Emergency contraception related ER visits dropped significantly over 14 year period

U.S. emergency departments see 96% fewer visits, $7.6 million less in medical costs after FDA approval of over the counter emergency contraception

11:00 AM

Author | Beata Mostafavi

Illustration of Plan B contraceptive in the palm of a hand
Credit: Justine Ross

Following federal approval for over the counter emergency contraception in 2006, emergency departments across the U.S. saw dramatic decreases in related visits and medical charges, a new study suggests.

Emergency room visits related to emergency contraception fell by 96%, from 17,019 to 659, while total related hospital expenses decreased by $7.2 million – from $7.6 million to $385,946 – between 2006 and 2020. The most notable decrease was between 2006-2007 for people primarily seen for emergency contraception.

The Michigan Medicine led findings appear in JAMA Network Open.

“Emergency departments are important sites for accessing emergency contraception given their 24-hour access and high acuity care,” said senior author Erica Marsh, M.D., professor of obstetrics and gynecology at the University of Michigan Medical School and chief of the division of reproductive endocrinology and infertility at U-M Health Von Voigtlander Women's Hospital.

“We believe this is the first study to specifically examine the association between relevant policy changes and disparities and trends in emergency department visits related to emergency contraception utilization.”

Overrepresentation among demographic groups

A disproportionate rate of younger, low income, Black, Hispanic and Medicaid insured patients were seen for emergency contraception related visits compared to other emergency department services, researchers found. 

“We found an overrepresentation of certain demographic groups utilizing emergency departments for emergency contraception,” Marsh said. “This aligns with previous outpatient research suggesting ongoing barriers to over the counter emergency contraception access and increased emergency department utilization for other reasons, including sexual assault.”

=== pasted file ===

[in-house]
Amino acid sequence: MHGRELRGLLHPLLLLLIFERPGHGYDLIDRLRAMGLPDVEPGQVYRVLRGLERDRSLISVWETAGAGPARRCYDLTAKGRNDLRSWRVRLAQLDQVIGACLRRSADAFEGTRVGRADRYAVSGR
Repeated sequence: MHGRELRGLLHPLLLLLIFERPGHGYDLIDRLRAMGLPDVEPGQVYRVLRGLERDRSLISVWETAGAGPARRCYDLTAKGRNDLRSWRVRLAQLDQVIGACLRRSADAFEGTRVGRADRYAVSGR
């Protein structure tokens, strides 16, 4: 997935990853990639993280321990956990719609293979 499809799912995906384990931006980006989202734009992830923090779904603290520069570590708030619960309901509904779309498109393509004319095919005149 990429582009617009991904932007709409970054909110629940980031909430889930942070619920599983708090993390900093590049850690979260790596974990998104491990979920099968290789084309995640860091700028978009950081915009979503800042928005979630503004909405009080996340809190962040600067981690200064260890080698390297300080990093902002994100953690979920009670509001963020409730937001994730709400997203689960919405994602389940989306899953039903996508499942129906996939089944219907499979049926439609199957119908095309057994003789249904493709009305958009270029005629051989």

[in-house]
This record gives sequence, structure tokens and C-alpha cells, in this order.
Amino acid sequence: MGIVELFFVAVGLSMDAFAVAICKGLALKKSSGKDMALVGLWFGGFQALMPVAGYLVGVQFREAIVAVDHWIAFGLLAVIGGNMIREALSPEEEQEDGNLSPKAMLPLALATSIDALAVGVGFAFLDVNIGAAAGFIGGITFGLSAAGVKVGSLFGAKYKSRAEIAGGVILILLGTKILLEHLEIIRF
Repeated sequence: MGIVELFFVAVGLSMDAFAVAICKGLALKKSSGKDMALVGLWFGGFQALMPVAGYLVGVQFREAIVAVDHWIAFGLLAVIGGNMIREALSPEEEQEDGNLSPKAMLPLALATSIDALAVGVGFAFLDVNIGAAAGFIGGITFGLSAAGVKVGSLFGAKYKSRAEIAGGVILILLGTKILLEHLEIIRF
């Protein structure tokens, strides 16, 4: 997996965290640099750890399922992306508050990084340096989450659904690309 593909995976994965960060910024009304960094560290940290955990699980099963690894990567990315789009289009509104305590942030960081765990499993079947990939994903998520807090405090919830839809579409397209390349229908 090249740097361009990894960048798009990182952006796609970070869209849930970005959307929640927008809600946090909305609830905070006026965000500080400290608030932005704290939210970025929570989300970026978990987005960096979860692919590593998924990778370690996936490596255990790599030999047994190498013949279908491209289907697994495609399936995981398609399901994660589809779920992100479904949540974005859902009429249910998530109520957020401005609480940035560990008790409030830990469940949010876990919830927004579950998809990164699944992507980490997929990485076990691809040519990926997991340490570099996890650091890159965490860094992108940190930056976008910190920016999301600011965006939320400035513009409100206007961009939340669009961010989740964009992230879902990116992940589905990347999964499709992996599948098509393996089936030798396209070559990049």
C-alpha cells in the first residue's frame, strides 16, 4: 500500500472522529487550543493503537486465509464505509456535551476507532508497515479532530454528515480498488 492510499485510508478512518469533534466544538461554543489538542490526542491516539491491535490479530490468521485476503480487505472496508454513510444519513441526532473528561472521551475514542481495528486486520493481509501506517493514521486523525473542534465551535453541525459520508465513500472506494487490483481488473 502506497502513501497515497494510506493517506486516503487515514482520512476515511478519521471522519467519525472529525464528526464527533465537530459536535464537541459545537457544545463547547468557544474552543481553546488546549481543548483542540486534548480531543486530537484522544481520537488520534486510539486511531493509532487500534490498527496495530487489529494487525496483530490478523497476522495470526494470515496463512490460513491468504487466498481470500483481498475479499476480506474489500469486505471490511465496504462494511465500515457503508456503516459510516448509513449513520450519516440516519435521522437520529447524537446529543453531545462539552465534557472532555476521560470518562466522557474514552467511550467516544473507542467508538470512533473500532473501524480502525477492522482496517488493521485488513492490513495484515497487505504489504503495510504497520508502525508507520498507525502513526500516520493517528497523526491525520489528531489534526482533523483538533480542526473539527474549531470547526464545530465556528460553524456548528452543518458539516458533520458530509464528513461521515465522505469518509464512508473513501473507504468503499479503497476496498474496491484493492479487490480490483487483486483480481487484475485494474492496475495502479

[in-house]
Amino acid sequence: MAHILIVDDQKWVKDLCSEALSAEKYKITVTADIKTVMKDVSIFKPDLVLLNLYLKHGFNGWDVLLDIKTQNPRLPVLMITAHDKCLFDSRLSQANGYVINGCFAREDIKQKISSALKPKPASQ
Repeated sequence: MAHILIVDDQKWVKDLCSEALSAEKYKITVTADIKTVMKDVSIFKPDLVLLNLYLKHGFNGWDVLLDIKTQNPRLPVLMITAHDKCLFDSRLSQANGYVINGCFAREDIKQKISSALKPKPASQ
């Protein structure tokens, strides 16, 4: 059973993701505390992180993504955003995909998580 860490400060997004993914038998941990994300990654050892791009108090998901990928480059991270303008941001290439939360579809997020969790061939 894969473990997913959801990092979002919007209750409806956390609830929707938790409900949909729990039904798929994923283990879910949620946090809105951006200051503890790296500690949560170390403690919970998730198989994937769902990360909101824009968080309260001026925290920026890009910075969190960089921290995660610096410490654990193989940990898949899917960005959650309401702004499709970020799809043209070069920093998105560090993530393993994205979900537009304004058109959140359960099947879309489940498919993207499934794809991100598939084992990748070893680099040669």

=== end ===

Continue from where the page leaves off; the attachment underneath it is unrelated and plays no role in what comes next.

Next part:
Our analysis suggests ongoing barriers in over the counter emergency contraception and disparities in utilization for certain populations.” 

- Erica Marsh

Previous research led by Marsh and colleagues found that sexual assault related ER visits increased by more than a tenfold over the last decade.

Emergency contraception traditionally includes contraceptive methods used to prevent pregnancy in the first few days after unprotected intercourse, sexual assault, or contraceptive failure.

Although the FDA approved the first dedicated product for emergency contraception in 1998, over the counter approval didn’t come until 2006 for adults, followed by minors in 2013. The Patient Protection and Affordable Care Act also mandated emergency contraception insurance coverage in 2012.

While decreases in emergency contraception ER visits may have started before 2006, the steep decline between 2006-2007 suggests an association, authors say.

Barriers still persist

Researchers analyzed national data of more than 2 million emergency department visits among female-identifying patients aged 15-44 during the 14 year period.

Northeast hospitals comprised 44 to 59% of emergency contraception related emergency room visits despite comprising only 17-19% of other ER visits.

Meanwhile, southern hospitals made up 4.5 to 17% of emergency contraception related visits despite consistently averaging more than 40% of other types of emergency department visits in 2006.

“Our analysis suggests ongoing barriers in over the counter emergency contraception and disparities in utilization for certain populations,” Marsh said.

“Future policies should reduce barriers to make emergency contraception safe and affordable to all.” 

Study Cited: “JAMA Trends in Encounters for Emergency Contraception in US Emergency Departments, 2006-2020,” doi:10.1001/jamanetworkopen.2023.53672

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More Articles About: Gynecology Emergency & Trauma Care Von Voigtlander Women's Hospital Health Care Delivery, Policy and Economics Womens Health Health Care Quality obstetrics and gynecology
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